World University Rankings 2022: Saudi Arabia and Egypt fastest risers

Middle Eastern nations have improved more quickly than mainland China over past four years, while Malaysia and Pakistan also on rise

September 2, 2021
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Universities in Saudi Arabia and Egypt are the fastest-rising higher education institutions in the world, improving more quickly over the past four years than those in mainland China, according to the latest Times Higher Education World University Rankings.

The average overall score for Saudi Arabian institutions is more than 12 points higher in the 2022 edition of the table, published today, compared with the 2018 edition, while the average score for Egyptian institutions is almost 11 points higher. For both nations, this is largely driven by an increase in their citation impact scores, while Egypt’s industry income score has also risen. Mainland China’s average overall score increased by just over 9 points.

Saudi Arabia features in the top 200 of the World University Rankings for the first time this year, with King Abdulaziz University ranking at joint 190th, up from the 201-250 band last year. Meanwhile, five universities in the country make the top 400, up from just two last year. One of Saudi Arabia’s main goals in its Vision 2030 strategy is to have at least five universities in the top 200 in the world.

Elsewhere, Malaysia and Pakistan are also making strong progress and almost improving at the same rate as China (their scores increased by nearly 9 and by 6.5 points, respectively). These countries have also seen a significant increase in their average citation impact score, while Malaysia is the fastest-rising higher education system in terms of international outlook, and Pakistan has seen a significant boost in its industry income score.

The analysis considered only institutions that had been ranked in all years (2018-2022), and countries that had at least three such institutions.

Manar Sabry, senior assistant director for strategic analysis at SUNY Binghamton University and an expert on higher education in the MENA region, said Saudi Arabia’s and Egypt’s gains “follow decades of policy-driven growth in scientific research and an increase in funding” as well as collaboration with international research partners.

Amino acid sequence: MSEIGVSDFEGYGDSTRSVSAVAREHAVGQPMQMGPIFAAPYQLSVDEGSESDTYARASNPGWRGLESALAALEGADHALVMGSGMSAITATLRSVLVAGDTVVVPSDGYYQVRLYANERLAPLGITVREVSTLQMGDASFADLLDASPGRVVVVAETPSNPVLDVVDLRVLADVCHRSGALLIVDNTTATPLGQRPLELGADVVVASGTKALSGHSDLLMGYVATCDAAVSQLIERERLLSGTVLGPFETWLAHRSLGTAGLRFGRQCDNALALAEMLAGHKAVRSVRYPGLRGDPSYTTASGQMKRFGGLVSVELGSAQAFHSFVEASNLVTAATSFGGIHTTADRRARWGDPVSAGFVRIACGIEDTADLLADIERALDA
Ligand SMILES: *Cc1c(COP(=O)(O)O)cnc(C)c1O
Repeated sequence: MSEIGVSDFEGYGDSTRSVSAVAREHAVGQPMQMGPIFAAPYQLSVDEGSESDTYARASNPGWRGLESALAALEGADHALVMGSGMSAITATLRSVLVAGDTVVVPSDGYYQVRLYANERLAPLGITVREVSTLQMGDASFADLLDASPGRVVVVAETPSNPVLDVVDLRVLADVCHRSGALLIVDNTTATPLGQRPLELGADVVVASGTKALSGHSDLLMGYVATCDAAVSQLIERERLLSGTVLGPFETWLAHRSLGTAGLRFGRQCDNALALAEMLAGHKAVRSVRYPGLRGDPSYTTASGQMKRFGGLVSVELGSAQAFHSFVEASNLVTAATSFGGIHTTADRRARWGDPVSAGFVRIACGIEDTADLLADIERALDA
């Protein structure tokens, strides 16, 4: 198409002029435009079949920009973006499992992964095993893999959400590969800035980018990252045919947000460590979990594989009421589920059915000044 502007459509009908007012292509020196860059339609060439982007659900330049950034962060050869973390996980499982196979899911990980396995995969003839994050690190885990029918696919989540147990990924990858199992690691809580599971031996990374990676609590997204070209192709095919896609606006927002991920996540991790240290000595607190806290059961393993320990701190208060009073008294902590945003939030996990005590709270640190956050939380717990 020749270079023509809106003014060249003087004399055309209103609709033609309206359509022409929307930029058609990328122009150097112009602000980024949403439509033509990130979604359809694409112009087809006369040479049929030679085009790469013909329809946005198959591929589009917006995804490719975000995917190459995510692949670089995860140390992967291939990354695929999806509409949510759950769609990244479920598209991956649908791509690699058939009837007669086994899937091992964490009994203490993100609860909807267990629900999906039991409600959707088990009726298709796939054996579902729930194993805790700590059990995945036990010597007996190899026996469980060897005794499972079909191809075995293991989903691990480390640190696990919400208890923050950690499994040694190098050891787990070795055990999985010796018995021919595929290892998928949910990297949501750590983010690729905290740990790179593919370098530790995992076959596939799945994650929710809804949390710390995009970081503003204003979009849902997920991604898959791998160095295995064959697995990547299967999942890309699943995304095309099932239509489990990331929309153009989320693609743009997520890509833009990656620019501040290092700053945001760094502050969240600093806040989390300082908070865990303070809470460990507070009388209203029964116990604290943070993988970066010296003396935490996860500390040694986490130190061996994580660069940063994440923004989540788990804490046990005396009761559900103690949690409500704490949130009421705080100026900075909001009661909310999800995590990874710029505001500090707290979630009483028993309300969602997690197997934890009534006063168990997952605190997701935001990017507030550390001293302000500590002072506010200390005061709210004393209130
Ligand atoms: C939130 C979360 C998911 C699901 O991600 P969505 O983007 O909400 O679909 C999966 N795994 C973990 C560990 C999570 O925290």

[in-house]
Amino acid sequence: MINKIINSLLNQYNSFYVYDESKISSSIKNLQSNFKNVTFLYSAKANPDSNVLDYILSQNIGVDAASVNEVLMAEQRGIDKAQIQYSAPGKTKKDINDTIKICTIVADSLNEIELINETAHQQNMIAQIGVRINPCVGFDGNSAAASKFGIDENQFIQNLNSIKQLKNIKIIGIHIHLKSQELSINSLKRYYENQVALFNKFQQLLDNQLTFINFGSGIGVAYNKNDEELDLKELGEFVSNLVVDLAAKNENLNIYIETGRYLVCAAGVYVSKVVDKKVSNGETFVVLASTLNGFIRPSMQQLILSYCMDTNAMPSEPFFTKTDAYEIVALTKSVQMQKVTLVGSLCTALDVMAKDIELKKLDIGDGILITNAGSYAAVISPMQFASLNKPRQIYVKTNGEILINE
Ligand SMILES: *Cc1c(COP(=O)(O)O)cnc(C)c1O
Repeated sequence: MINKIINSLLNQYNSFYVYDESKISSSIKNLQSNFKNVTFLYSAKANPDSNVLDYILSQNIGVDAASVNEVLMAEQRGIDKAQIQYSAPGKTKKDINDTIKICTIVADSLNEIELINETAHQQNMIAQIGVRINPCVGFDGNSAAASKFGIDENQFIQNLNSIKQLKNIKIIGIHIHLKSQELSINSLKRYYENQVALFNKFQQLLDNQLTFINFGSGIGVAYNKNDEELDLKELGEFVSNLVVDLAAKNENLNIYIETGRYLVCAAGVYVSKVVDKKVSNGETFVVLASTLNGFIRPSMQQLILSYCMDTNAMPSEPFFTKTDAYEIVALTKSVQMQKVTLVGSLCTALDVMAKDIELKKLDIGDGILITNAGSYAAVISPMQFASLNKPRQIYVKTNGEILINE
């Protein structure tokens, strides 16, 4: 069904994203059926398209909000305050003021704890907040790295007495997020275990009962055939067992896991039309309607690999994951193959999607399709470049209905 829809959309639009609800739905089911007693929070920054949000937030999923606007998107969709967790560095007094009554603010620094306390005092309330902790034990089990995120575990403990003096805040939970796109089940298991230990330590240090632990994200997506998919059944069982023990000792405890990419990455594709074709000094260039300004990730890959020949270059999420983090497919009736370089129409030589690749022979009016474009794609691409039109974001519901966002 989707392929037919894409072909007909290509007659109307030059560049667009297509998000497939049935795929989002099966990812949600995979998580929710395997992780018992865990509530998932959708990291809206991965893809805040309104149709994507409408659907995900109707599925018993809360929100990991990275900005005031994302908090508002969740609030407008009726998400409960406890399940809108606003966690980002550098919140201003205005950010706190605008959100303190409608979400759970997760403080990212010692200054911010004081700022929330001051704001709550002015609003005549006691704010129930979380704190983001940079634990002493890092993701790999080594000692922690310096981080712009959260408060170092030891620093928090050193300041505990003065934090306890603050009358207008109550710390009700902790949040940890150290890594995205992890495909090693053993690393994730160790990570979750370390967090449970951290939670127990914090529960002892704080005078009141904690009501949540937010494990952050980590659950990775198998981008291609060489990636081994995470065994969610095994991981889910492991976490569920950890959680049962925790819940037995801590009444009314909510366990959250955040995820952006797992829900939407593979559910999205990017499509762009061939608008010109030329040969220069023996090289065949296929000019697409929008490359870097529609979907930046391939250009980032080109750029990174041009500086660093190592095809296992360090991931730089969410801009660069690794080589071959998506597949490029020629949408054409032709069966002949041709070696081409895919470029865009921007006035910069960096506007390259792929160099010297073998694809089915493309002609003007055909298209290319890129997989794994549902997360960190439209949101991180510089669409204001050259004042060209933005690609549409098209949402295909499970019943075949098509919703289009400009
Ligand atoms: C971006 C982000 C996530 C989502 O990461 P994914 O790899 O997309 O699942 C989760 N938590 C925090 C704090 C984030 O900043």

“Collaborative publications receive more citations and are of better quality, thus having a greater chance of being published in high impact journals,” she said.

Dr Sabry said this trend “can be sustained” but the countries must improve academic job security and address issues relating to research bureaucracy and academic freedom.

Glenda Crosling, head of the Center for Higher Education Research at Malaysia’s Sunway University, said that Malaysia was seen as a “forerunner in transnational education” and that the development of joint programmes and foreign branch campuses had increased the nation’s international educational outlook and “broadened” its university system – with private universities operating alongside public institutions – through best practice.

She added that there had been “tenacious and focused investment in higher education” from the government.

“In some ways, Malaysia is a regional hub for higher education,” she said, noting that 50 per cent of intra-Asean (Association of Southeast Asian Nations) student mobility in higher education in recent years involved students going to Malaysia.

“It would seem that as we come out of the pandemic, this intra-Asean student mobility could be enhanced and that Malaysia would be seen as a likely destination for it,” she added.


Print headline: Saudi Arabia and Egypt rise fastest

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Reader's comments (1)

Instead of ranking universities, in terms of academic quality, I would prefer to see them ranked in terms of numbers of enrolled students. We have plenty of superb universities in the world, but the real crisis involves the masses that are left out of higher education AND occupational education. We need a DRAMATIC increase in the number of young people being educated to create the products the world's growing population desperately will need. I think that the most important challenge of the new millennium is to use e-learning to immediately DOUBLE the NUMBER of students receiving an effective education.